Why are the arts being neglected again?

It was a time where people thought things were beginning to get better. In the summer of 2020, as coronavirus restrictions were reduced, there was a sense that life was returning to some degree of normality. With the Eat Out to Help Out scheme, restaurant goers were able to enjoy food for half the price; international travel properly restarted; even some elements of socially distanced cultural activities were able to take place. 

This has all now stopped. With the country back in lockdown, indoor entertainment has been banned. Theatres that had planned to open for pantomimes and presenting new performances have been unable to do so. Museums presenting new exhibitions allowing an exploration into the past have been cancelled. Art galleries promoting new talent have been shut to the public, new artists unable to show their craft.

The neglect of the arts is deeply saddening. In the summer months, it was possible for venues to hold some events outside. Festivals were drive-in, allowing social distancing between the spectators. The long summer days allowed for outdoor evening theatre performances. Art could be presented, just in a different format to usual. But being outdoors is simply not practical during the winter months. The only option for presenting such art would be to do so indoors.  

Smaller venues are likely to face the harsher consequences of being shut down again

It is unclear whether such closures have gone through an impact assessment, exploring the short and long term costs and benefits of shutting down venues of artistic exploration over long periods of time. The government appears to have made the unilateral decision with minimal consultation to artists and venue mangers over the cost that will be paid from making the venues inaccessible. Given the entire country is impacted, to a varying extent, by the tier system, it is obvious that numerous venues will be affected in the long term.

Smaller venues are likely to face the harsher consequences of being shut down again. Often reliant on the pantomime season as a secure form of generating the income that keeps the venue stable for the rest of the year, they will struggle as these performances almost entirely stopped. Even in venues where such performances could take place, the social distancing aspect meant that the theatres most likely lost money as a result of the smaller volume of visitors. 

The specific length of these new lockdown measures has also been extremely vague and ambiguous. While the government has committed over £1.5 billion to invest in the arts, this money will only last a certain period of time. There is only so much funding available to cover this period, which will eventually run out. The government has not provided enough information to give audiences any sense of clarity or reassurance about future arts performances and how they will inevitably need to differ over time.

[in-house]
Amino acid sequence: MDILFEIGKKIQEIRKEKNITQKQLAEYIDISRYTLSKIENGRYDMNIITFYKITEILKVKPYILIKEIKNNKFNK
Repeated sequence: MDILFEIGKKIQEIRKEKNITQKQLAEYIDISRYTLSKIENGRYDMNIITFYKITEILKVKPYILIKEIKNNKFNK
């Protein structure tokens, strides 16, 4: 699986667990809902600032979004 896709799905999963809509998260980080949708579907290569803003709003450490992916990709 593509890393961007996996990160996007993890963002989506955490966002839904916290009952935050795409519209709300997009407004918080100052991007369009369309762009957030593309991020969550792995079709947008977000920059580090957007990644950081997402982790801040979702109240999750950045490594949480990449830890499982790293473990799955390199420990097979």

The crisis of the arts could remain a long term problem. Even after restrictions have ended, audiences will only return to the arts if they feel safe and confident about attending. Some will have adjusted well to online performances and feel no rush about revisiting artistic venues in person. This is not sustainable if venues are to survive. The government must instil confidence and energy in its citizens for revisiting venues and understanding the importance of supporting these places of heritage in the long term.

The show, the tour, the exhibition must go on. It will only continue if people are willing to return. It’s up to the government and venues together to ensure this can happen

I miss the collective atmosphere of the arts. While there were a number of performers on stage, the real collective experience was in the audience’s being there together to enjoy the accomplishments on stage. Covid-19 has naturally altered this. During the National Theatre Live plays, it was possible to engage in discussions through the live chat and have international conversations as the performances were going on that simply wouldn’t have been possible with an in-person play. 

But all those performances were recordings of in-person plays. All the virtual gallery tours were based on real galleries or museums being present and ready for visitors. The show, the tour, the exhibition must go on. It will only continue if people are willing to return. It’s up to the government and venues together to ensure this can happen.

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